I never heard of Karen Lewis until she was elected president of the Chicago Teachers Union as an upstart in September 2010, overturning the established leadership. I was intrigued and decided that I wanted to meet this woman. As it happened, I had a speaking engagement in Detroit in late September and was supposed to fly from Detroit to Los Angeles.
When i visited Chicago in the spring of 2010 to speak at DePaul and the University of Illinois, my host was Mike Klonsky, who seemed to know everyone. I met him through Deborah Meier, my former blogging partner at Education Week. For me, the fallen-away conservative, it was a trip getting to know Mike, because he had long ago been a leader of the SDS, which was a radical group in the 1960s that i did not admire. So meeting him and discovering that he and his wife Susan were thoughtful, caring, and kind people was an experience in itself.
I mention Mike because when I wanted to meet Karen in September, I asked Mike to put us in touch, which he did. She agreed to meet me at the Chicago airport, where I would stop on my way from Detroit to L.A.
In an email exchange, I told her that I would make a 90-minute layover so we would have time to talk. “Oh, no,” she said, “that’s not enough time.” So I arranged a four-hour layover. When I landed in Chicago, Karen and her husband John were there to meet me. We drove to a hotel in the airport complex, where we had breakfast, then went to an empty meeting hall to talk.
We talked and talked and talked. I brought her my book as a present, and she whipped out her own copy, which was underlined in many places.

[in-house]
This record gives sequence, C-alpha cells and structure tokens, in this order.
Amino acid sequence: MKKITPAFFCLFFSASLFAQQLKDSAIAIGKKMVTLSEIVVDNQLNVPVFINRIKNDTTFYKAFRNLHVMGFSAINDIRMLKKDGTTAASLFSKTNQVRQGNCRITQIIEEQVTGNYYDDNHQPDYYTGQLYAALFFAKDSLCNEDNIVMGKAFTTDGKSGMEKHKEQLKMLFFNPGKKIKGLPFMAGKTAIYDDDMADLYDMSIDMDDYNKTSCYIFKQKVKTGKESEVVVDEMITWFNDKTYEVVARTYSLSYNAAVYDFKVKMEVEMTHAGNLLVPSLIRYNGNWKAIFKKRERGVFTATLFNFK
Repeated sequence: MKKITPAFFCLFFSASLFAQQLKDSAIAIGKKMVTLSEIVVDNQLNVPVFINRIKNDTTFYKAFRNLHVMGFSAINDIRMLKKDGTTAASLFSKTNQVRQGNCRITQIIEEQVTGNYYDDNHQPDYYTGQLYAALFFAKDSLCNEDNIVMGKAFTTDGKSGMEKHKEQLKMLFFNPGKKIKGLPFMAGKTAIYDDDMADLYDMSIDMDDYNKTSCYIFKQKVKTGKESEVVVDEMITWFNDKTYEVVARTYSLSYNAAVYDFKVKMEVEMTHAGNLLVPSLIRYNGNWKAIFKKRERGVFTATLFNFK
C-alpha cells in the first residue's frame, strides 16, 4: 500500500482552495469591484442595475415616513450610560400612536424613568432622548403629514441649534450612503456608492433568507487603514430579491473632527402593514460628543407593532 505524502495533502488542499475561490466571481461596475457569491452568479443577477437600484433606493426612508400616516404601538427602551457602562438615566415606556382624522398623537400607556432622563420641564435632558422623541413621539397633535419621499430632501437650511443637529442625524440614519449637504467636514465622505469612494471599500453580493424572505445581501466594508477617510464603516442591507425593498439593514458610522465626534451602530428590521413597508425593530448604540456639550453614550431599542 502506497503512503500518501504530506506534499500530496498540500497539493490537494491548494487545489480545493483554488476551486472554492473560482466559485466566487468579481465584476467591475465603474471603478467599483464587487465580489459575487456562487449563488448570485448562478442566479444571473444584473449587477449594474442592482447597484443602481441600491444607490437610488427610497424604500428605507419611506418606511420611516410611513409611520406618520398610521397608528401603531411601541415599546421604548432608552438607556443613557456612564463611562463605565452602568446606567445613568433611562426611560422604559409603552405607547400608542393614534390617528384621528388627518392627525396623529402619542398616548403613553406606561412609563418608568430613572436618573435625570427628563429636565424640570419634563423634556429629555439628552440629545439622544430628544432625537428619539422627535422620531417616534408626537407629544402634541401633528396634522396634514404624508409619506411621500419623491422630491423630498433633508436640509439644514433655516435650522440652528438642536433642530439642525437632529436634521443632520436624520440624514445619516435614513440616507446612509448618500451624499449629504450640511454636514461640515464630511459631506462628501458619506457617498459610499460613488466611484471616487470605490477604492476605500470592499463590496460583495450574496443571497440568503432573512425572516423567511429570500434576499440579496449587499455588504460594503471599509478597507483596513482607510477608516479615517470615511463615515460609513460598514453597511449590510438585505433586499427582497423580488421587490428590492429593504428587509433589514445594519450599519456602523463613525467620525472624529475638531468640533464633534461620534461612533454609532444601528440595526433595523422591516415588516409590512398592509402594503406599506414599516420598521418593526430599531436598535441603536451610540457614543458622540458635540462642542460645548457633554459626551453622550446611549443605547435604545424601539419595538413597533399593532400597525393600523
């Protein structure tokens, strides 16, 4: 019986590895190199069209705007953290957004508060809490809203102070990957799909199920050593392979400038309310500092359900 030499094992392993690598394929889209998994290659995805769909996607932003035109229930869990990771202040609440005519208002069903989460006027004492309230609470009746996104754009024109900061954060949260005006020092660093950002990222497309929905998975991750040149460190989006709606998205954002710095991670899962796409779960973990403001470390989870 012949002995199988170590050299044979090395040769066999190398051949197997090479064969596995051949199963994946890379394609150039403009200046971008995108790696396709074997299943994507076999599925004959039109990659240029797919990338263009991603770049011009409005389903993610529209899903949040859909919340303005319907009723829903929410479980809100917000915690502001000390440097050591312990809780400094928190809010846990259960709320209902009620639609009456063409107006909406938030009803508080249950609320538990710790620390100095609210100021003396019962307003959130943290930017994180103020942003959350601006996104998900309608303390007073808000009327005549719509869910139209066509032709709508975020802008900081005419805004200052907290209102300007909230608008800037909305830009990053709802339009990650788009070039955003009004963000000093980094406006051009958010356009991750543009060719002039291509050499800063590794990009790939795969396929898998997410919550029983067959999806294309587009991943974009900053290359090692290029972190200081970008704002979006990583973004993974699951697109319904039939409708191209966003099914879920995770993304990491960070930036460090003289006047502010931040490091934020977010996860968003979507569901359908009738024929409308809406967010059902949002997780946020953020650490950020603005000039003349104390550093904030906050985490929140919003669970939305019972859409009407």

She told me about herself, her childhood, her education, her life as a teacher, why she ran for union president, what she hoped to achieve. I told her about my life, my childhood, my transition away from the think tank world of the right. She was right. We needed four hours. When we parted, there were hugs all around, and I had a new and close friend.
Since that time, I have stayed in close contact with Karen.
There are so many things that impress me about Karen. She understands what good education is and she knows that the children of Chicago are not getting it because of endless budget cuts and a Mayor and Board of Education who show by their actions that they don’t care about the children in the public schools for which they are responsible.
Karen told me that in her first meeting with Rahm Emanuel, he said that 25% of the kids in the Chicago public schools were uneducable. She rightly took offense, and it has been warfare between them ever since.
Karen understands that Rahm wants to privatize the schools by closing as many public schools as possible and handing off the children to private managers of charters.
Karen understands that the hedge fund managers and billionaire philanthropists promoting privatization are destroying public education while claiming to “save” poor children. I was reminded of her words last fall when I was at a small private dinner in Chicago with the city’s leading supporter of charter schools, who is a major equity investor. As we debated charters, I told him that the charters were skimming the most able children and leaving behind those they didn’t want. He defended the practice of skimming and excluding. He said he didn’t care; he wants to provide good schools for the most able; the others are not his responsibility, not his problem. He also doesn’t care if he destroys public education so long as he can “save” those few enrolled in charters.
One advantage that Karen has in dealing with the big shots in Chicago is that she graduated from Dartmouth. They can’t intimidate her with their Ivy League background. She can say to them, “Listen, buster, I wore the green jacket too.” The green blazer is a Dartmouth tradition. Karen was the first African American woman to graduate from Dartmouth.
I respect Karen Lewis. She is a woman of integrity and courage. She cares deeply about children and wants each and very one of them to have a good education and have a decent chance to have a good life.
I admire Karen Lewis. She hates hypocrisy, lies, deception, and cant.
Right now is a terrible time for the children of Chicago. They are at the mercy of powerful people who make decisions that hurt the children and shatter their communities. They are lucky to have Karen Lewis fighting for them.
I am proud to call Karen Lewis my friend.